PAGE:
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Charis Eng, MD, PhD, FACP
Chairwoman, Genomic Medicine Institute, Cleveland Clinic
American Cancer Society Clinical Research Professor
Sondra J. and Stephen R. Hardis Chair of Cancer Genomic Medicine
Professor and Vice Chair, Department of Genetics
Case Western Reserve University
Goal: To identify specific factors that can predict those at highest genetic risk for breast cancer.
Impact: Dr. Eng is identifying factors that are associated with mutations in the tumor suppressor gene PTEN which increase the risk of developing certain cancers, including breast cancer. Her work will facilitate the personalization of breast cancer care at all stages –diagnosis, genetic counseling, cancer risk assessment, prevention, and treatment.
What’s next: She and her team will characterize candidate breast cancer susceptibility genes they have discovered.
BRCA1 and BRCA2 are the most commonly mutated genes implicated in hereditary breast cancer, but mutations in other genes also predispose individuals to the disease. Mutations in the tumor suppressor gene PTEN have been associated with an elevated risk of breast cancer, however, there is currently no way to predict which PTEN carriers will eventually develop breast cancer. Dr. Eng is identifying factors that increase or decrease the risk conferred by PTEN mutations to personalize breast cancer care.
Full Research Summary
Research area: Identifying and characterizing biological factors that are associated with genetic mutations that increase breast cancer risk.
Impact: The PTEN gene has been identified as a tumor suppressor gene which, when mutated or dysregulated, increases the risk of several cancers including breast cancer. PTEN mutations confer an 85 percent lifetime risk of developing breast cancer. Currently, there is no way to predict which PTEN carriers will eventually develop breast cancer. Dr. Eng and her colleagues are focused on determining the factors associated with mutations in the PTEN gene and their role in hereditary breast cancer risk. Their findings may lead to the identification of novel targets for prevention and therapy in this high-risk group.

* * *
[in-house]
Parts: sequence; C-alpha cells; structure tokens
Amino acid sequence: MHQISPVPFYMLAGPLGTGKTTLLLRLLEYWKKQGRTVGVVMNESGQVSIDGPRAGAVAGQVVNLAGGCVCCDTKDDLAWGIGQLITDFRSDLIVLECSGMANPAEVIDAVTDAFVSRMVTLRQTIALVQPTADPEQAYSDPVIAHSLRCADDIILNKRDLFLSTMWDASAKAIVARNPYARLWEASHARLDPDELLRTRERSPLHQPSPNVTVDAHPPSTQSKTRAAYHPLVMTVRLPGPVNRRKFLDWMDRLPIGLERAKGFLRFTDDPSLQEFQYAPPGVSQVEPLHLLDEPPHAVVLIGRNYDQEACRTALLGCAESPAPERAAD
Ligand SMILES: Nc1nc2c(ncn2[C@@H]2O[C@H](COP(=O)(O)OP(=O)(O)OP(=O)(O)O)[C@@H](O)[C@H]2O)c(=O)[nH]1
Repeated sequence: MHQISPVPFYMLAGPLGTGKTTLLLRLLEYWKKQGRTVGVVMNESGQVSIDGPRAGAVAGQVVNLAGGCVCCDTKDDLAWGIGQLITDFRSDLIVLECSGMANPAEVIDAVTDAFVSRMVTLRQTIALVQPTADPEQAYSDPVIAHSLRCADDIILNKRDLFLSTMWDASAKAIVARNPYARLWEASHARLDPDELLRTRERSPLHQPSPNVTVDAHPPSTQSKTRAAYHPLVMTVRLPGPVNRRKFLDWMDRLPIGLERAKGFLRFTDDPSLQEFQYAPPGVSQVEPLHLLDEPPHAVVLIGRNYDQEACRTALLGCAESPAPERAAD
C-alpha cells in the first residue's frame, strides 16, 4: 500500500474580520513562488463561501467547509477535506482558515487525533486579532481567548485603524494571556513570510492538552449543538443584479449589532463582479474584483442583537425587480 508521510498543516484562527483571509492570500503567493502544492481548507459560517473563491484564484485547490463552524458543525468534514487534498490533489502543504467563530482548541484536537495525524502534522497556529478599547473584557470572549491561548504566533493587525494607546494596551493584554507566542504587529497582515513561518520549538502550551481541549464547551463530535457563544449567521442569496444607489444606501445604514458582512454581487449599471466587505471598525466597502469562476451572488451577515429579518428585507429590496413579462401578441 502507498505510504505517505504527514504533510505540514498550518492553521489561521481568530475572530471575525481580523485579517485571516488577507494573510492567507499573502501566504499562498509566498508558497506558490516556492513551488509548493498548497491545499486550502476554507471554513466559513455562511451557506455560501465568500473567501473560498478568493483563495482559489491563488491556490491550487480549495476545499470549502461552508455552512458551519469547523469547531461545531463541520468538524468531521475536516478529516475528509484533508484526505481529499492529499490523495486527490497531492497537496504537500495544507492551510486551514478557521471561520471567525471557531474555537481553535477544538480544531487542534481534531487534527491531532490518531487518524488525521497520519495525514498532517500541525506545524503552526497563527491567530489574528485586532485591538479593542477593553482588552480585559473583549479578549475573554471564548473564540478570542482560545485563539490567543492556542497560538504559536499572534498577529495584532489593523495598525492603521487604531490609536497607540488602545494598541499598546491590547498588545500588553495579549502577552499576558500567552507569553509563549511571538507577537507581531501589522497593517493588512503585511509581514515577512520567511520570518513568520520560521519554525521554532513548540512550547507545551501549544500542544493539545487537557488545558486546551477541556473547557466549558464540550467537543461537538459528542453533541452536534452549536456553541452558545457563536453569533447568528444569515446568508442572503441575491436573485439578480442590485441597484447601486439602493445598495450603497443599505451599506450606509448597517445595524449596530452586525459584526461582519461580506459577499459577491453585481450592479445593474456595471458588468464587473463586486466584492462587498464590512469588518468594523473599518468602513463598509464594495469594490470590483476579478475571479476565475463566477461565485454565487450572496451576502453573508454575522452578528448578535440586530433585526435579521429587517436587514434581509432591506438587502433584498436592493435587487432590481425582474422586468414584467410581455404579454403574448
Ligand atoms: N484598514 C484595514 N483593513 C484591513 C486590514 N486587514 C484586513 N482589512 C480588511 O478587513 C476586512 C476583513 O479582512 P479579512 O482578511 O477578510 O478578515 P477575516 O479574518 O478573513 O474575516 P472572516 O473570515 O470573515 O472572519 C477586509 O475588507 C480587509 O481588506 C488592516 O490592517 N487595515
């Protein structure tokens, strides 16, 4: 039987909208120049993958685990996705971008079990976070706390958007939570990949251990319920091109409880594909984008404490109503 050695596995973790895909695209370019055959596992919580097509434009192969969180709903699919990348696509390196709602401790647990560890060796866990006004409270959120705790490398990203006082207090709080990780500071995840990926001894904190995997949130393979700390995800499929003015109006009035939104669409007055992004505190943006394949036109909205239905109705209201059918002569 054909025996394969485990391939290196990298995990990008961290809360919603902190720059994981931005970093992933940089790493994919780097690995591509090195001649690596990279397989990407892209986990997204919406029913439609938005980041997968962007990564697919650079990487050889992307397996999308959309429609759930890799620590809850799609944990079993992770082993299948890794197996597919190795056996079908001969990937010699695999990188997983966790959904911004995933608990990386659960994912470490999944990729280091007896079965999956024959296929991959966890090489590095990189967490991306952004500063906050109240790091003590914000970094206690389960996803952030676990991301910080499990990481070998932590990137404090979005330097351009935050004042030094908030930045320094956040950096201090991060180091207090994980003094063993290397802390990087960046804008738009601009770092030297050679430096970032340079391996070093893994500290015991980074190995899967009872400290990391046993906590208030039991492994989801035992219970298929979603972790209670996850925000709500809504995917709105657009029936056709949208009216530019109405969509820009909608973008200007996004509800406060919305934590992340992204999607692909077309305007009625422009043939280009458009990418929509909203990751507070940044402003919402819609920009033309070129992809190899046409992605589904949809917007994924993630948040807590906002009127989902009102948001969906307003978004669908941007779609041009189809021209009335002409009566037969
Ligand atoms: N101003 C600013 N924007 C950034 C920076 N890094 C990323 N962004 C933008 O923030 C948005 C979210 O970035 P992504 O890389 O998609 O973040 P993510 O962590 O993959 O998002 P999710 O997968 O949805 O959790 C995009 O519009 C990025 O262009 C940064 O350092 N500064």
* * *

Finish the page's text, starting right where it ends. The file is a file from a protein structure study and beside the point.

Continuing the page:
Current investigation: She and her colleagues are employing a multi-faceted approach to identify and characterize factors associated with PTEN mutations which may accurately predict which carriers of these alterations will develop breast cancer.
What she’s learned so far: Dr. Eng and her team have shown that alterations in energy-associated genes specifically SDHx (succinate dehydrogenase gene) together with PTEN mutations confer a higher risk of breast cancer than mutations in either gene alone. In fact, they have reported that among PTEN mutation carriers, variations in the SDHx gene raise breast cancer risk to almost 100 percent. In the last year, Dr. Eng’s team discovered five candidate susceptibility genes in patients harboring PTEN/SDHx mutations including one gene that regulates PTEN. They have identified WWP2 as one of these candidate genes and will conduct further studies to functionally characterize it.
What’s next: This year, the team will continue to characterize the WWP2 gene and its role in breast cancer risk. They will also study breast cancer-risk modifiers in PTEN mutation carriers and delve deeply into the metabolite imbalances in PTEN-associated breast cancer that may provide biomarkers and potential therapeutic targets.
Charis Eng, MD, PhD is the founding Chair of the Genomic Medicine Institute at the Cleveland Clinic, founding Director of the institute’s clinical component, the Center for Personalized Genetic Healthcare, and Professor and Vice Chairman of the Department of Genetics and Genome Sciences at Case Western Reserve University School of Medicine. She was honored with the Hardis Endowed Chair in Cancer Genomic Medicine in 2008 and the American Cancer Society Clinical Research Professorship in 2009. In 2011, she was elected to the Institute of Medicine of the US National Academies of Sciences for her achievements and leadership in genetics- and genomics-based research and personalized healthcare. Her research has been acknowledged as the paradigm for performing cancer genetics research which can be brought to clinical practice. At the clinical interface, she is acknowledged as one of the rare "go to" people on what is and how to implement genetic- and genomics-enabled personalized healthcare.